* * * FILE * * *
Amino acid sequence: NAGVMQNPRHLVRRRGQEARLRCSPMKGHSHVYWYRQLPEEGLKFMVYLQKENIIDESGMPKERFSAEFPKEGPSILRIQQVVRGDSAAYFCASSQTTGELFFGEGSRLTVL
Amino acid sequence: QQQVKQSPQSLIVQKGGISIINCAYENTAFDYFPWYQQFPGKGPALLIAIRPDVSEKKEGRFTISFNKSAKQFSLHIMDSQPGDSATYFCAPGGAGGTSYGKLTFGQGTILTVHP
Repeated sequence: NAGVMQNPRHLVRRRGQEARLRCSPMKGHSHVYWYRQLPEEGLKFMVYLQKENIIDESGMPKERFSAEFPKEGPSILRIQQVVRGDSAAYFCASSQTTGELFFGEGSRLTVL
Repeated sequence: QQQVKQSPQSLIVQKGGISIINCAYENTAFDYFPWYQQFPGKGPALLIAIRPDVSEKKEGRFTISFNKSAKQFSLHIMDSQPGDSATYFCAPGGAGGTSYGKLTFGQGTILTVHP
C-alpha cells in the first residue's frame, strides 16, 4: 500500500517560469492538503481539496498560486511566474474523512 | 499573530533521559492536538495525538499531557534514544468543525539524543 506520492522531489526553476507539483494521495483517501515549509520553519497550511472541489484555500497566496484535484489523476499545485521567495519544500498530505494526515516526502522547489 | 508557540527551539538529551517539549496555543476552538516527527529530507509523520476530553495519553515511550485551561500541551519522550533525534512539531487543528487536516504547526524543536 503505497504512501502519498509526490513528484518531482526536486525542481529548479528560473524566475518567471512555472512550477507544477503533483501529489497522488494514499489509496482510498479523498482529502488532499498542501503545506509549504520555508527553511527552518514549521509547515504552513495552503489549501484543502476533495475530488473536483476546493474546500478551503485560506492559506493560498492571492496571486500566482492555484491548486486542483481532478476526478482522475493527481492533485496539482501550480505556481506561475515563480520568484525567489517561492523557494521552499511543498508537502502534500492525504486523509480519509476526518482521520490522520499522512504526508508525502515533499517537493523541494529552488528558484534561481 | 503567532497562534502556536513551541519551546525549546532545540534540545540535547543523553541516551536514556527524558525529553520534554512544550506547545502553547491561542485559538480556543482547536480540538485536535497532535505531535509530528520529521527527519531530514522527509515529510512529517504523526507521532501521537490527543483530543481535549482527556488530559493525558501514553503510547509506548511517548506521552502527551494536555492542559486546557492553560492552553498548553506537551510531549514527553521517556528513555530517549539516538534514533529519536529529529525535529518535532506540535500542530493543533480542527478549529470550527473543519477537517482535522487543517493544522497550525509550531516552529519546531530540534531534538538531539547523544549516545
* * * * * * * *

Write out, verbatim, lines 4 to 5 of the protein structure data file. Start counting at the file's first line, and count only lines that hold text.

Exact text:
Repeated sequence: QQQVKQSPQSLIVQKGGISIINCAYENTAFDYFPWYQQFPGKGPALLIAIRPDVSEKKEGRFTISFNKSAKQFSLHIMDSQPGDSATYFCAPGGAGGTSYGKLTFGQGTILTVHP
C-alpha cells in the first residue's frame, strides 16, 4: 500500500517560469492538503481539496498560486511566474474523512 | 499573530533521559492536538495525538499531557534514544468543525539524543 506520492522531489526553476507539483494521495483517501515549509520553519497550511472541489484555500497566496484535484489523476499545485521567495519544500498530505494526515516526502522547489 | 508557540527551539538529551517539549496555543476552538516527527529530507509523520476530553495519553515511550485551561500541551519522550533525534512539531487543528487536516504547526524543536 503505497504512501502519498509526490513528484518531482526536486525542481529548479528560473524566475518567471512555472512550477507544477503533483501529489497522488494514499489509496482510498479523498482529502488532499498542501503545506509549504520555508527553511527552518514549521509547515504552513495552503489549501484543502476533495475530488473536483476546493474546500478551503485560506492559506493560498492571492496571486500566482492555484491548486486542483481532478476526478482522475493527481492533485496539482501550480505556481506561475515563480520568484525567489517561492523557494521552499511543498508537502502534500492525504486523509480519509476526518482521520490522520499522512504526508508525502515533499517537493523541494529552488528558484534561481 | 503567532497562534502556536513551541519551546525549546532545540534540545540535547543523553541516551536514556527524558525529553520534554512544550506547545502553547491561542485559538480556543482547536480540538485536535497532535505531535509530528520529521527527519531530514522527509515529510512529517504523526507521532501521537490527543483530543481535549482527556488530559493525558501514553503510547509506548511517548506521552502527551494536555492542559486546557492553560492552553498548553506537551510531549514527553521517556528513555530517549539516538534514533529519536529529529525535529518535532506540535500542530493543533480542527478549529470550527473543519477537517482535522487543517493544522497550525509550531516552529519546531530540534531534538538531539547523544549516545